"If there is no system to facilitate this development," Gradek said, "it will not happen."

Good subsidies?

Alan Fair is more sanguine about the cuts. He doesn't think they'll have a "drastic" short-term impact on companies like Syncrude, where he led the research and development department until his retirement in 2011.

But long-term, Fair thinks, less federal support could indeed weaken the business case for new, industry-improving solutions.

"As somebody who's had to defend the R&D budget [to management] many times," he said, "any offset you've got helps."

By limiting those offsets, Liberal science and technology critic Ted Hsu has argued, the Conservative government "punishes sectors like oil and gas technology" -- and, by extension, the environment.

The result, he suggested, could be less "efficient, safe, healthy or environmentally friendly" solutions in Northern Alberta's oil patch.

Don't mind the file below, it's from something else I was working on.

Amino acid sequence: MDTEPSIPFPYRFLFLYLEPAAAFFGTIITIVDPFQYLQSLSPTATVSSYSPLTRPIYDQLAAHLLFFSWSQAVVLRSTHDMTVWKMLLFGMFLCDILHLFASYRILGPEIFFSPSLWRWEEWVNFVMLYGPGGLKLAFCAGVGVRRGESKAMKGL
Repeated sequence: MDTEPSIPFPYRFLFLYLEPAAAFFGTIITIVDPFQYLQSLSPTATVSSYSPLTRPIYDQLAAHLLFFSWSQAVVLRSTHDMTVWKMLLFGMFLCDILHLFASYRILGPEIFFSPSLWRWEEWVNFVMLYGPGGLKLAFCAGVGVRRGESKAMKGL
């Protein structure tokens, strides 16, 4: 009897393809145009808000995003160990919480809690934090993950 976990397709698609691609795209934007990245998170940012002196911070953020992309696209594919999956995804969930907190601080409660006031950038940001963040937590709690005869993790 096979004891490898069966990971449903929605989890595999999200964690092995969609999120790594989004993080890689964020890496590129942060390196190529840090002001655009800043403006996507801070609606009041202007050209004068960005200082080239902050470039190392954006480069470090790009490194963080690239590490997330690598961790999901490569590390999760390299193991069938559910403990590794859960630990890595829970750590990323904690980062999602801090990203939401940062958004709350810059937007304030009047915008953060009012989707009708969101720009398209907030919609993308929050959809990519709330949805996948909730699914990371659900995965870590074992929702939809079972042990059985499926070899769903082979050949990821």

Last June, environment minister Kent promised that, "Canada is committed to phasing out fossil fuel subsidies."

Kent's comments came after accusations that Canadian negotiators at climate talks in Rio de Janeiro actually tried to weaken a proposal to eliminate all such subsidies globally.

And Canada still subsidizes oil and gas development by $1.3 billion each year, environmental economist David Sawyer estimated.

But with the recent SR&ED cuts Kent appears true to his word. The question is whether certain subsidies may be better left alone than others.

Monday: The series wraps up.  [Tyee]